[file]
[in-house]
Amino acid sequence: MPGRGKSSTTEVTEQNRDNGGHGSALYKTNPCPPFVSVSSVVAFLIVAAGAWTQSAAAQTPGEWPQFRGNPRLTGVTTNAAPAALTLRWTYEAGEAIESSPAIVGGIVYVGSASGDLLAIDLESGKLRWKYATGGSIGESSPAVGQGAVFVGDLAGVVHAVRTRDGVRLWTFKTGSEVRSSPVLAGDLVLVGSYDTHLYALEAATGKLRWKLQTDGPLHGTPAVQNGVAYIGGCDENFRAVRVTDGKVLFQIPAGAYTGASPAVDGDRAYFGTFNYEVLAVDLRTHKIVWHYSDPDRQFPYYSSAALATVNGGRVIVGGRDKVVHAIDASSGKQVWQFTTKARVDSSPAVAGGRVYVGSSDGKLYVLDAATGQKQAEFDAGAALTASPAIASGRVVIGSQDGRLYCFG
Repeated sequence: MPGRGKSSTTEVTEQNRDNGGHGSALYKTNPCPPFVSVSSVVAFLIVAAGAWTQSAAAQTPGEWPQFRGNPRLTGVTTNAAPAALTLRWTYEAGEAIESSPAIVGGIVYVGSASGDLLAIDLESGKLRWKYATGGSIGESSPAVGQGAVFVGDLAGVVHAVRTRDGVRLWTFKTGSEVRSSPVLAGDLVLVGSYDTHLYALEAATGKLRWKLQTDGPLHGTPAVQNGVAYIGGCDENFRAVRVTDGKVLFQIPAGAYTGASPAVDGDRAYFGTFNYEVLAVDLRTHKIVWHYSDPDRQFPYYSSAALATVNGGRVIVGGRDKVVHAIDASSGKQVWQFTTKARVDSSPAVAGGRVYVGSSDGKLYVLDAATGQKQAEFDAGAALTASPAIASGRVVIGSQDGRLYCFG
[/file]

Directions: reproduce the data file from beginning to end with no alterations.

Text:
[in-house]
Amino acid sequence: MPGRGKSSTTEVTEQNRDNGGHGSALYKTNPCPPFVSVSSVVAFLIVAAGAWTQSAAAQTPGEWPQFRGNPRLTGVTTNAAPAALTLRWTYEAGEAIESSPAIVGGIVYVGSASGDLLAIDLESGKLRWKYATGGSIGESSPAVGQGAVFVGDLAGVVHAVRTRDGVRLWTFKTGSEVRSSPVLAGDLVLVGSYDTHLYALEAATGKLRWKLQTDGPLHGTPAVQNGVAYIGGCDENFRAVRVTDGKVLFQIPAGAYTGASPAVDGDRAYFGTFNYEVLAVDLRTHKIVWHYSDPDRQFPYYSSAALATVNGGRVIVGGRDKVVHAIDASSGKQVWQFTTKARVDSSPAVAGGRVYVGSSDGKLYVLDAATGQKQAEFDAGAALTASPAIASGRVVIGSQDGRLYCFG
Repeated sequence: MPGRGKSSTTEVTEQNRDNGGHGSALYKTNPCPPFVSVSSVVAFLIVAAGAWTQSAAAQTPGEWPQFRGNPRLTGVTTNAAPAALTLRWTYEAGEAIESSPAIVGGIVYVGSASGDLLAIDLESGKLRWKYATGGSIGESSPAVGQGAVFVGDLAGVVHAVRTRDGVRLWTFKTGSEVRSSPVLAGDLVLVGSYDTHLYALEAATGKLRWKLQTDGPLHGTPAVQNGVAYIGGCDENFRAVRVTDGKVLFQIPAGAYTGASPAVDGDRAYFGTFNYEVLAVDLRTHKIVWHYSDPDRQFPYYSSAALATVNGGRVIVGGRDKVVHAIDASSGKQVWQFTTKARVDSSPAVAGGRVYVGSSDGKLYVLDAATGQKQAEFDAGAALTASPAIASGRVVIGSQDGRLYCFG